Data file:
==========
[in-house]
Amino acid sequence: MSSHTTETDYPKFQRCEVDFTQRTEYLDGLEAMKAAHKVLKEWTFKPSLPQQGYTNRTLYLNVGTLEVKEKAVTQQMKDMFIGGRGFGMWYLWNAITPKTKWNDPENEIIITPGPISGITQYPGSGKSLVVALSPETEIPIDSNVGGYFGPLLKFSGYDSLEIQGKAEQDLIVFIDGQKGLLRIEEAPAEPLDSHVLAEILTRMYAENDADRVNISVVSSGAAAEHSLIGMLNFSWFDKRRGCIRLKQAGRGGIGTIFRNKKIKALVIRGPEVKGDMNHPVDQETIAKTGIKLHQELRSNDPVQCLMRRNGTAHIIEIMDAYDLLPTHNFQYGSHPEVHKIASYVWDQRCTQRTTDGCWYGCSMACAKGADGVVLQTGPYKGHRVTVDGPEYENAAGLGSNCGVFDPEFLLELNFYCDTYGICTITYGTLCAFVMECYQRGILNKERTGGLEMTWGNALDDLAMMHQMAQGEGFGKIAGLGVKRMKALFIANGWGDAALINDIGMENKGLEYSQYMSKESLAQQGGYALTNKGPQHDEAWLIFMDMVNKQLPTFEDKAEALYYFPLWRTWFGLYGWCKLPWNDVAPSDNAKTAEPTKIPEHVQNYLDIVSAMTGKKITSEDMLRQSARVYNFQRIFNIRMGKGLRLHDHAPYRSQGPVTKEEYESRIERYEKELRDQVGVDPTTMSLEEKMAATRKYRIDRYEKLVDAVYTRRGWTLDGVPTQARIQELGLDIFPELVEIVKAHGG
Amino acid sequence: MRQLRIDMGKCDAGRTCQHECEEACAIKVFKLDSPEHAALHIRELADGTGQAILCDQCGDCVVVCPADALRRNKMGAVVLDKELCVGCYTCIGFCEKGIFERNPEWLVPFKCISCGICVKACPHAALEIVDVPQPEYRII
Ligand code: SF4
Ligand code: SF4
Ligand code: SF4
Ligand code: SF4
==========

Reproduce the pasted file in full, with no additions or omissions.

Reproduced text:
[in-house]
Amino acid sequence: MSSHTTETDYPKFQRCEVDFTQRTEYLDGLEAMKAAHKVLKEWTFKPSLPQQGYTNRTLYLNVGTLEVKEKAVTQQMKDMFIGGRGFGMWYLWNAITPKTKWNDPENEIIITPGPISGITQYPGSGKSLVVALSPETEIPIDSNVGGYFGPLLKFSGYDSLEIQGKAEQDLIVFIDGQKGLLRIEEAPAEPLDSHVLAEILTRMYAENDADRVNISVVSSGAAAEHSLIGMLNFSWFDKRRGCIRLKQAGRGGIGTIFRNKKIKALVIRGPEVKGDMNHPVDQETIAKTGIKLHQELRSNDPVQCLMRRNGTAHIIEIMDAYDLLPTHNFQYGSHPEVHKIASYVWDQRCTQRTTDGCWYGCSMACAKGADGVVLQTGPYKGHRVTVDGPEYENAAGLGSNCGVFDPEFLLELNFYCDTYGICTITYGTLCAFVMECYQRGILNKERTGGLEMTWGNALDDLAMMHQMAQGEGFGKIAGLGVKRMKALFIANGWGDAALINDIGMENKGLEYSQYMSKESLAQQGGYALTNKGPQHDEAWLIFMDMVNKQLPTFEDKAEALYYFPLWRTWFGLYGWCKLPWNDVAPSDNAKTAEPTKIPEHVQNYLDIVSAMTGKKITSEDMLRQSARVYNFQRIFNIRMGKGLRLHDHAPYRSQGPVTKEEYESRIERYEKELRDQVGVDPTTMSLEEKMAATRKYRIDRYEKLVDAVYTRRGWTLDGVPTQARIQELGLDIFPELVEIVKAHGG
Amino acid sequence: MRQLRIDMGKCDAGRTCQHECEEACAIKVFKLDSPEHAALHIRELADGTGQAILCDQCGDCVVVCPADALRRNKMGAVVLDKELCVGCYTCIGFCEKGIFERNPEWLVPFKCISCGICVKACPHAALEIVDVPQPEYRII
Ligand code: SF4
Ligand code: SF4
Ligand code: SF4
Ligand code: SF4